(HealthyAccess)- When people call in to their doctor’s office complaining of a sickness, they often expect to be given antibiotics to help fight the infection. Yet sometimes, doctors refuse to prescribe antibiotics and require the patients to come in for a diagnosis. Why is that?
For starters, there’s a difference between a viral infection versus bacterial infection, and only the latter responds to a boost from antibiotics. To learn more, keep reading.
Virus vs. Bacteria
Bacteria cause bacterial infections and viruses cause viral infections. But what exactly does that mean?
Bacteria are tiny living organisms that survive and thrive in all types of environments. These microorganisms can be helpful, such as bacteria that break down food in the intestines, or harmful, like the bacteria that cause urinary tract infections. Antibiotics are used to kill bad bacteria.
Viruses, on the other hand, are tinier than bacteria, and they aren’t able to live and reproduce outside of a host body. A host is a living thing, such as a person or animal. Viruses actually invade the cells of their host and redirect these cells to make even more viruses. It may sound scary, but viruses are fairly common infections and often, people’s immune systems can fight off basic viruses on their own.
Some types of viruses include strains of flu, the common cold, and chickenpox. Though antibiotics can’t be used to fight viruses, people can avoid contracting some of the more serious viral infections by getting vaccinated against them.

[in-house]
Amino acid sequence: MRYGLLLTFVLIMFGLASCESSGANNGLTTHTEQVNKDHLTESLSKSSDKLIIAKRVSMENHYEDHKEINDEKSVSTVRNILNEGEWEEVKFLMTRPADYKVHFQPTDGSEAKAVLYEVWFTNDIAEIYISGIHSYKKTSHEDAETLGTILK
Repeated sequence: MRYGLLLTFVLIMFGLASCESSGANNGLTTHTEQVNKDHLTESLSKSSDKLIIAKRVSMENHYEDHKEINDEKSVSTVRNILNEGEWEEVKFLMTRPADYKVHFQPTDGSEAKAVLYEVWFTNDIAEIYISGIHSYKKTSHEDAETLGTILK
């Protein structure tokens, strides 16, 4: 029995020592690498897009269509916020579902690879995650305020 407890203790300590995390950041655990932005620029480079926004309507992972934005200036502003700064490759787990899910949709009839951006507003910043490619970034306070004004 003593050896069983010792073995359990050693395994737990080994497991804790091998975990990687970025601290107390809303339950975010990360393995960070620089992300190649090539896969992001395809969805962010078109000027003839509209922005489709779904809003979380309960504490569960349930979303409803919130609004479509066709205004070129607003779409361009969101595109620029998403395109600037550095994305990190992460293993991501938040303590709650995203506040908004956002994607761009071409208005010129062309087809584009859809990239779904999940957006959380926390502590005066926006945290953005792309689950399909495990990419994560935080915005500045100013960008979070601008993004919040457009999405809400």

The Power of Antibiotics
Ultimately, antibiotics are only able to fight bacteria-related illnesses, such as bacterial pneumonias, strep throat, bacterial ear infections, and tuberculosis. Some bacterial illnesses can lead to serious health issues if untreated. Fortunately, antibiotics can be powerful defenses against bacterial infections–that is, as long as antibiotics aren’t overprescribed and misused.
Even if someone has a bacterial infection, it is possible that their doctor doesn’t want to prescribe antibiotics because taking too many antibiotics or taking them irregularly (e.g., not following the prescription directions) can lead to antibiotic resistance.
Antibiotic resistance occurs when bacteria and fungi develop the ability to overpower and outlast antibiotics. If someone has already taken one round of antibiotics and that didn’t make their illness go away, then there’s likely something more going on that the doctor needs to look into.
The person could actually have a viral infection, which means antibiotics won’t be effective anyway, or it could be that the bacteria infecting them is resistant to antibiotics. Either way, prescribing more of the same antibiotic likely won’t help. That’s why the doctor will ask to see the patient in-person. At that point, the doctor can try to better assess what will be most helpful for their patient to start feeling better.
Being sick can really bring someone’s mood down, which is why it’s all the more frustrating when it seems like the doctor isn’t doing everything they can to help someone get healthy. However, there’s often more to beating colds than taking antibiotics, especially if the sickness is actually a viral infection or the bacteria is resistant to antibiotics. When in doubt, it’s helpful to have a candid conversation with your doctor.
~Here’s to a Happier, Healthier Life!
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